Brain Development
model system, signaling machineries in-
volved in neural induction were examined,
and a new genetic cascade has been pro-
posed (Fig. 1b). According to the hypothe-
sis, a balance of Wnt (see Fig. 2b) and FGF
(±broblast growth factor) signaling path-
ways is the most critical aspect of neural in-
duction at earlier stages (Fig. 1b). The BMP
signaling that ±nally determines the neural
tissue is well-incorporated in this model,
yet it remains elusive to what degree
this hypothesis can explain the intricate
machineries required to establish neural
tissue among various vertebrate species.
Early Patterning of the Neural Tissue Along
the A–P and D–V Axes
Neural induction events determine the
de±nitive area of future neural tissue
within the single-layered ectoderm, termed
. The neuroectoderm con-
sists of tall epithelial cells and is recog-
nizable as a sheet or plate. All complex
structures of the brain emerge from this
single-layered cellular sheet termed the
neural plate
ral plate has been exposed to different
environments along the A–P and dor-
sal–ventral (D–V) axes in the embryo. This
allows the neural plate to further adopt
distinct features in the central nervous sys-
tem (CNS). I next outline early patterning
events in the neural plate along the A–P
and D–V axes.
D–V Patterning in the Neural Plate/Tube
The neural plate rolls up, detaches from
the nonneural ectoderm, and ±nally zips
along the dorsal midline of the embryo
to form a tubelike structure, called the
neural tube
(Fig. 3a). The D–V axis in the
Fig. 1
Gastrulation and neural induction in various vertebrate species. (a) Gastrulation and neural
induction in an amphibian embryo. During gastrulation, bottle cells are observed around the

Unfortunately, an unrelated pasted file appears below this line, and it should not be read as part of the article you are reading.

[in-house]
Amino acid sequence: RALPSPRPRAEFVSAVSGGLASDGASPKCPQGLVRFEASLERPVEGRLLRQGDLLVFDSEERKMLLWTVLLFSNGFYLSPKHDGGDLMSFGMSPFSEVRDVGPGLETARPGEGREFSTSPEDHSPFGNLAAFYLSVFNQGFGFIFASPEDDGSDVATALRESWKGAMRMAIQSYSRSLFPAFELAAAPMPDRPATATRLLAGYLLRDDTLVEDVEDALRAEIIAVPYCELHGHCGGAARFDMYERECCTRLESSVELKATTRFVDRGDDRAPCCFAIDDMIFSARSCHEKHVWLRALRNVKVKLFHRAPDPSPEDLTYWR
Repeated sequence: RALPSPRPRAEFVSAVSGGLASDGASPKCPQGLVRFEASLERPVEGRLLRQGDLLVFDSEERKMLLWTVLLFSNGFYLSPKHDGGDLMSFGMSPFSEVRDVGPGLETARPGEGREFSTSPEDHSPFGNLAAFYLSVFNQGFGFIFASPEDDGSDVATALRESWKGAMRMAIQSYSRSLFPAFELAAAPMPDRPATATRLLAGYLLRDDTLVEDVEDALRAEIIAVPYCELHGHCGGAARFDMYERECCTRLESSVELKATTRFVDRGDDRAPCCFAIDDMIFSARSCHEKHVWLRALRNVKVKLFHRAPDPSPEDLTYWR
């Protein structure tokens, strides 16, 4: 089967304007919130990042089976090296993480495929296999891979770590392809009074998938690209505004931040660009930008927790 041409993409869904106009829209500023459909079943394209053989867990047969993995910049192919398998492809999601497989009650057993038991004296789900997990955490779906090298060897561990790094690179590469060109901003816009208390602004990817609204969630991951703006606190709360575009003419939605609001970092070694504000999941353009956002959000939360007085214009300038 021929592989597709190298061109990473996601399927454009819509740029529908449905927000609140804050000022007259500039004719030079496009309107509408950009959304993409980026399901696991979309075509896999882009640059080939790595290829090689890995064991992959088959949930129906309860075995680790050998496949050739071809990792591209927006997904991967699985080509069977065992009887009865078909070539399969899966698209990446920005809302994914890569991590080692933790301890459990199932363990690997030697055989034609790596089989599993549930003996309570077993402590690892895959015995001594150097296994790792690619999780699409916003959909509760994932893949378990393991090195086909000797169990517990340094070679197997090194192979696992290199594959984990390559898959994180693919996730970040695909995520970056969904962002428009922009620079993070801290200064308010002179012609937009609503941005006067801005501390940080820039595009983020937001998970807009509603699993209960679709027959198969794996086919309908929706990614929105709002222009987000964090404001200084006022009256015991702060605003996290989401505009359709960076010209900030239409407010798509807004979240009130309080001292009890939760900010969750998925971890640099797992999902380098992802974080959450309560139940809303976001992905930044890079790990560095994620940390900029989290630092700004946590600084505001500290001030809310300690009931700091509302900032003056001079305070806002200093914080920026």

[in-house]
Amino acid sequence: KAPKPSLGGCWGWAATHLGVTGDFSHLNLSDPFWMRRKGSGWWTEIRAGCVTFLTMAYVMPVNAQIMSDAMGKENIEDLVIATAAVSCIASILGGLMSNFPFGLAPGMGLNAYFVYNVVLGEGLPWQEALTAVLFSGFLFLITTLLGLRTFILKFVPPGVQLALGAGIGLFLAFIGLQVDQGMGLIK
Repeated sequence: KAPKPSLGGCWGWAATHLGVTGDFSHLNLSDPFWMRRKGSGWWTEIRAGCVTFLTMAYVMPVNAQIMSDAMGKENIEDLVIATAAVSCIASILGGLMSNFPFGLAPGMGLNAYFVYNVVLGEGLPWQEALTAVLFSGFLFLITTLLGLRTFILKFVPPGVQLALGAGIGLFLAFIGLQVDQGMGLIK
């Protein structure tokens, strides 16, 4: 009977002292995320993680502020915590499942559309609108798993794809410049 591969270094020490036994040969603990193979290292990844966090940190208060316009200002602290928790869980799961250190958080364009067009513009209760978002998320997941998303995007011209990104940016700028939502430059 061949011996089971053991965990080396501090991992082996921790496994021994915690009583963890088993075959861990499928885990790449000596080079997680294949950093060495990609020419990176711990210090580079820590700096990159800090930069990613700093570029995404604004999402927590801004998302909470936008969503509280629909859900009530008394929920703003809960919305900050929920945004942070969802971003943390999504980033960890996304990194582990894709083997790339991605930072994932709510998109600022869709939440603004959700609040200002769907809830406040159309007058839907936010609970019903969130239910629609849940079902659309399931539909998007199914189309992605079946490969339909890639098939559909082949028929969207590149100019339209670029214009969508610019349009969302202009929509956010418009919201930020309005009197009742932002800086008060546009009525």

blastpore, allowing the involution of cells (a dotted arrow). Amphibian neural induction events
appear to be very dependent upon BMP (bone morphogenetic protein) signaling inhibition, in which
BMP antagonists such as Chordin, Noggin, Cerberus, Follistatin, and so on secreted from the
organizer play crucial roles. Regarding BMP signaling machineries, see Fig. 2(a) as BMP is a member
of the TGF-
superfamily. (b) Gastrulation and neural induction in chicken embryo. During
gastrulation, mesodermal cells detach from the epiblast layer and emigrate anterior-laterally (dotted
arrows), forming the primitive streak. In the latest model, chicken neural tissue can be formed by FGF
and Wnt signals earlier than gastrulation: At the blastula stage, only lateral epiblast (green) expresses
Wnt3A/8C, demarcating medial epiblast as the prospective neural tissue (light pink region). The Wnt
receptor, Frizzled8, is ubiquitously expressed by all epiblasts at this stage (regarding the Wnt
signaling pathway, see Fig. 2(b)). a, anterior; N, neural tissue; n, future neural tissue, p, posterior.
(c) Gastrulation, neural induction, and early anterior–posterior axis formation during mouse
development. Blue arrows indicate the crucial movement of cells in the endodermal layer,
determining anterior characters of the neuroectoderm. Expression of the secreted molecule, Cripto, is
dynamically regulated at earlier stages, and this is thought to be critical to initiate A–P patterning
events, including the endodermal cell movement as well as primitive-streak formation (purple
region). During gastrulation, mesodermal cells detach from the epiblast layer (light green region) and
emigrate just like those in the chicken embryo (dotted arrows). a, anterior; AVE, anterior visceral
endoderm (dark blue region); E, embryonic day; EGO, early gastrula organizer (red region); ne,
neuroectoderm (pink region); p, posterior; VE, visceral endoderm (light blue region). The light gray
shading indicates Cripto expression, and the axial mesoderm is colored by orange. (See color
plate p. xxii).
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